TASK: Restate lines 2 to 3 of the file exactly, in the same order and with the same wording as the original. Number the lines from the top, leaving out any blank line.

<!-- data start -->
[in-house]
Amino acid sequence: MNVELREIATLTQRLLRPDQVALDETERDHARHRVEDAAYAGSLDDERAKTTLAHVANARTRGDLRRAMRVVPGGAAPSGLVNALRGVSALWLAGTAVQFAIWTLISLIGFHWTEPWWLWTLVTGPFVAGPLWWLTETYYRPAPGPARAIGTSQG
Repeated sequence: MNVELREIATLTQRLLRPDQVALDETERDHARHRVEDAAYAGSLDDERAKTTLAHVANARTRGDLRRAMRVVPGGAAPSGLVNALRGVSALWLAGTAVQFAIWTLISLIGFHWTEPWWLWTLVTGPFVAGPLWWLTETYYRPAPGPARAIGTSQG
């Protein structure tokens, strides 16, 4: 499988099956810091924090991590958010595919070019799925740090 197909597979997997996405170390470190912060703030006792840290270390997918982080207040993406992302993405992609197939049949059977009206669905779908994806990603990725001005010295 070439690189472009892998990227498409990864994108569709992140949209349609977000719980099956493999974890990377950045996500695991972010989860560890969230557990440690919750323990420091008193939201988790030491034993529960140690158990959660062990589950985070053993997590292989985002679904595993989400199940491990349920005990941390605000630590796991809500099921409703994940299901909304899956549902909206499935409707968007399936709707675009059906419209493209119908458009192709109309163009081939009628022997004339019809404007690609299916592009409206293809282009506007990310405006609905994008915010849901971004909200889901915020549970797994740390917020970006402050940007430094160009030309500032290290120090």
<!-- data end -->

Amino acid sequence: MNVELREIATLTQRLLRPDQVALDETERDHARHRVEDAAYAGSLDDERAKTTLAHVANARTRGDLRRAMRVVPGGAAPSGLVNALRGVSALWLAGTAVQFAIWTLISLIGFHWTEPWWLWTLVTGPFVAGPLWWLTETYYRPAPGPARAIGTSQG
Repeated sequence: MNVELREIATLTQRLLRPDQVALDETERDHARHRVEDAAYAGSLDDERAKTTLAHVANARTRGDLRRAMRVVPGGAAPSGLVNALRGVSALWLAGTAVQFAIWTLISLIGFHWTEPWWLWTLVTGPFVAGPLWWLTETYYRPAPGPARAIGTSQG